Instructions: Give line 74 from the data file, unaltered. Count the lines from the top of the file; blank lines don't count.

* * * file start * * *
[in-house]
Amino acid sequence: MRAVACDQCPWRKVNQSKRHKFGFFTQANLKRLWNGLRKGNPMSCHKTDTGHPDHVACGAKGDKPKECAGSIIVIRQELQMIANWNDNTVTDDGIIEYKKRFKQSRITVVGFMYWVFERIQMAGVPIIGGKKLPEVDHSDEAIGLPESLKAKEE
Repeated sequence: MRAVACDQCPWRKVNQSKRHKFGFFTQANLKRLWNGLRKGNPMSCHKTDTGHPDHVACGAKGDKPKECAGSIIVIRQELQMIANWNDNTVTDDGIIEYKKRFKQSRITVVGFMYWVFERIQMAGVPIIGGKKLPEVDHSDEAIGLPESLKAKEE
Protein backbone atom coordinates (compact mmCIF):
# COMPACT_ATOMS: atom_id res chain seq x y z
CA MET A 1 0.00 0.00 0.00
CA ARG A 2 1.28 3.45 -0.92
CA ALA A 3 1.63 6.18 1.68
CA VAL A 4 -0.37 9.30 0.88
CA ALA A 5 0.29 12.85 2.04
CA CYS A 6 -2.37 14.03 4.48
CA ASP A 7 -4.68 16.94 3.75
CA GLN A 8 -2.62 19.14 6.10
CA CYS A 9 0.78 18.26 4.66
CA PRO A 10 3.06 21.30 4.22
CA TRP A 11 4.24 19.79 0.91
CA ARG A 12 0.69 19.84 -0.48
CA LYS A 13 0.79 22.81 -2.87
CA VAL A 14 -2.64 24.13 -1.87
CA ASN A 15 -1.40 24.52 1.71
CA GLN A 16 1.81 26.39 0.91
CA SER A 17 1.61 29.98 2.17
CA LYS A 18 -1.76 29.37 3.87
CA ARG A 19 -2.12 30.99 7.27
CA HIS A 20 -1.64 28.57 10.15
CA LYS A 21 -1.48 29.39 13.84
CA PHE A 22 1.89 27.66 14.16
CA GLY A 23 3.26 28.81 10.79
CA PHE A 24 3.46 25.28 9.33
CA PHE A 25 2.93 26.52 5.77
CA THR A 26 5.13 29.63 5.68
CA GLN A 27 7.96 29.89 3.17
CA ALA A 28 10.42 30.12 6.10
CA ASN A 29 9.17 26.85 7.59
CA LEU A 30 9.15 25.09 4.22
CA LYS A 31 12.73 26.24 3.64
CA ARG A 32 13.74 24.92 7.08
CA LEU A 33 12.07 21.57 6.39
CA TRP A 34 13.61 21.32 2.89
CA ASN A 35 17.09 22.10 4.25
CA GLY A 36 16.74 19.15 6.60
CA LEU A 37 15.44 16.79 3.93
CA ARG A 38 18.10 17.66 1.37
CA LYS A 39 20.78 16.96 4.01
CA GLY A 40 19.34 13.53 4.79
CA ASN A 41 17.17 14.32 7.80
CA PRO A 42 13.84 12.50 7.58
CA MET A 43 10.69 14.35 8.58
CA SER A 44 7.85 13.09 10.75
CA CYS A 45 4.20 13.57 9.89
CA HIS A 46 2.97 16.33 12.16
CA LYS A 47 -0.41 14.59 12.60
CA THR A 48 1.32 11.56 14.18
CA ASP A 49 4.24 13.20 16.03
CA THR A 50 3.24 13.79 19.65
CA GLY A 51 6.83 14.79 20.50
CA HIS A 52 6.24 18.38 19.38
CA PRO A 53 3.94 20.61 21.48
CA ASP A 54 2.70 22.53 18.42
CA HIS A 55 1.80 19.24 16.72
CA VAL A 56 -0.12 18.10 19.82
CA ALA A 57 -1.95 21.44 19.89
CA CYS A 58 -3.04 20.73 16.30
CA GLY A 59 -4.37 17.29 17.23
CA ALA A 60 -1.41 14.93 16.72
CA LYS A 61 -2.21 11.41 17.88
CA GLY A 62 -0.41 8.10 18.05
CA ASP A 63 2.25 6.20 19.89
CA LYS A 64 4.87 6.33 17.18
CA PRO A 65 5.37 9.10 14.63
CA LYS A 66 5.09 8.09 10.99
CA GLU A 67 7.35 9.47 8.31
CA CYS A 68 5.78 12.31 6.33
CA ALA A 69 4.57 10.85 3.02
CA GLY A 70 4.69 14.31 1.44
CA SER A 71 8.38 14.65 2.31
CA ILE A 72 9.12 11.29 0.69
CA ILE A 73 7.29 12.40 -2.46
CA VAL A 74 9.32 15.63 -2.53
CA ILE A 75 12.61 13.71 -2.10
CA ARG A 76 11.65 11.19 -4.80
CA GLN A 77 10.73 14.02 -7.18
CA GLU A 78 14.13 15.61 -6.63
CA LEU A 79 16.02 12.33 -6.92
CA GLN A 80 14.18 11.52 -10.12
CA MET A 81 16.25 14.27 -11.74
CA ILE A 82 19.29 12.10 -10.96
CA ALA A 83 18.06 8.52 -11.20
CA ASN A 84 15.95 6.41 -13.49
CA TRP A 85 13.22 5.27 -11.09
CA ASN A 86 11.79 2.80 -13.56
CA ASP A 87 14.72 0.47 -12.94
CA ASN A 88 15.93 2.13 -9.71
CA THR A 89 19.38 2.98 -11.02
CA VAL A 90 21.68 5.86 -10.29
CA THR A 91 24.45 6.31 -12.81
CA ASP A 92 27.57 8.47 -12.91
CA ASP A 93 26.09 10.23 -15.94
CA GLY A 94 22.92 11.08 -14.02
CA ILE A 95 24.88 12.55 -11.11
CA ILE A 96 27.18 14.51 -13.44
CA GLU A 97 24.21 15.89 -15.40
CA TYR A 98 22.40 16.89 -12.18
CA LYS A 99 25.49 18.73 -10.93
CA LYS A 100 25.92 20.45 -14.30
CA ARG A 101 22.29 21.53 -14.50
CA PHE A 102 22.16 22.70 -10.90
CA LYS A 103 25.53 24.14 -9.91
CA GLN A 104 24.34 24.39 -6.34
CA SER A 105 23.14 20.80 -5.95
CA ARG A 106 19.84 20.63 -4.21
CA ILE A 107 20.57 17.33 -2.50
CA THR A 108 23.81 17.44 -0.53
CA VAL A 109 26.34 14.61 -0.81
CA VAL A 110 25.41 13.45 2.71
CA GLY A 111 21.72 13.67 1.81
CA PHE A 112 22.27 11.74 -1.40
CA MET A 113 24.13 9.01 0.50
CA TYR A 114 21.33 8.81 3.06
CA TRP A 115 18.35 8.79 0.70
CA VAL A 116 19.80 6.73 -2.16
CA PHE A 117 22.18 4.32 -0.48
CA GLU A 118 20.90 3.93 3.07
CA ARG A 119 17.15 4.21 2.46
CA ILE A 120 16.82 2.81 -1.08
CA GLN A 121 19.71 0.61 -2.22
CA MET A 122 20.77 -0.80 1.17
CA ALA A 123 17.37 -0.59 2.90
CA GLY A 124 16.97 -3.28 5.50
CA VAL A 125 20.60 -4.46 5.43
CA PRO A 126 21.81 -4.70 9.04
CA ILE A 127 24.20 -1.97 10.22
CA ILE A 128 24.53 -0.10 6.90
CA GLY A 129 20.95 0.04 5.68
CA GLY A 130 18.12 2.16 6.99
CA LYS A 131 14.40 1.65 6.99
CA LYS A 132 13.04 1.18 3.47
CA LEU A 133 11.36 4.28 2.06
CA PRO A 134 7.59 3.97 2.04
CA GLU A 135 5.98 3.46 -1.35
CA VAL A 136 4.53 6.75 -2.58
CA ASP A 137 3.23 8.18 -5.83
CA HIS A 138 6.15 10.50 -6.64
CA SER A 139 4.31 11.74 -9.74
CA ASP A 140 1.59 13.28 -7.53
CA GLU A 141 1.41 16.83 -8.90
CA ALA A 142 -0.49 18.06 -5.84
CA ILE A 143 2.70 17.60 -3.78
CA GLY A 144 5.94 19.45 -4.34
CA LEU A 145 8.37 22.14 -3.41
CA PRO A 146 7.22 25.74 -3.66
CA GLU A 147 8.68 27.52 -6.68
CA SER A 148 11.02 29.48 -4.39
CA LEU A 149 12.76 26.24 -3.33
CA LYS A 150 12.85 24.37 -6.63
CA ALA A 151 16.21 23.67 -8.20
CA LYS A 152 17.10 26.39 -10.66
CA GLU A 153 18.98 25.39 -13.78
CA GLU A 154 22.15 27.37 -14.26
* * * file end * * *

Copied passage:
CA ALA A 69 4.57 10.85 3.02